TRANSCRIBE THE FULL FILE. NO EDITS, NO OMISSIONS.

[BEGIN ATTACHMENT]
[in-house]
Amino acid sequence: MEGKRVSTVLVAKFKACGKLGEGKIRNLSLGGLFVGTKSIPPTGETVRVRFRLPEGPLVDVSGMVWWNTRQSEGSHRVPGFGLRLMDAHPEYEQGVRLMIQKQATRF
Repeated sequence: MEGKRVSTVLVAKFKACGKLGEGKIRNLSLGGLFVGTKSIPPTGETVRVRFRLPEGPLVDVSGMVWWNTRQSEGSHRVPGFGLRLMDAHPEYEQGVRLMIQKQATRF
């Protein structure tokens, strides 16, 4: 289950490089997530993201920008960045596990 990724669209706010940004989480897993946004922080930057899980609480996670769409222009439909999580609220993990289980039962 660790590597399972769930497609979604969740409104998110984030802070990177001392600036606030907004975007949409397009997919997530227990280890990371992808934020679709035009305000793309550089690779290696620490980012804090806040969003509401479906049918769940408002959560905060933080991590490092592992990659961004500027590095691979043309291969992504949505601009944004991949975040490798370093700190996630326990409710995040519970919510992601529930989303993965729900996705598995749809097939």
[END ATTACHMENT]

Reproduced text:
[in-house]
Amino acid sequence: MEGKRVSTVLVAKFKACGKLGEGKIRNLSLGGLFVGTKSIPPTGETVRVRFRLPEGPLVDVSGMVWWNTRQSEGSHRVPGFGLRLMDAHPEYEQGVRLMIQKQATRF
Repeated sequence: MEGKRVSTVLVAKFKACGKLGEGKIRNLSLGGLFVGTKSIPPTGETVRVRFRLPEGPLVDVSGMVWWNTRQSEGSHRVPGFGLRLMDAHPEYEQGVRLMIQKQATRF
């Protein structure tokens, strides 16, 4: 289950490089997530993201920008960045596990 990724669209706010940004989480897993946004922080930057899980609480996670769409222009439909999580609220993990289980039962 660790590597399972769930497609979604969740409104998110984030802070990177001392600036606030907004975007949409397009997919997530227990280890990371992808934020679709035009305000793309550089690779290696620490980012804090806040969003509401479906049918769940408002959560905060933080991590490092592992990659961004500027590095691979043309291969992504949505601009944004991949975040490798370093700190996630326990409710995040519970919510992601529930989303993965729900996705598995749809097939």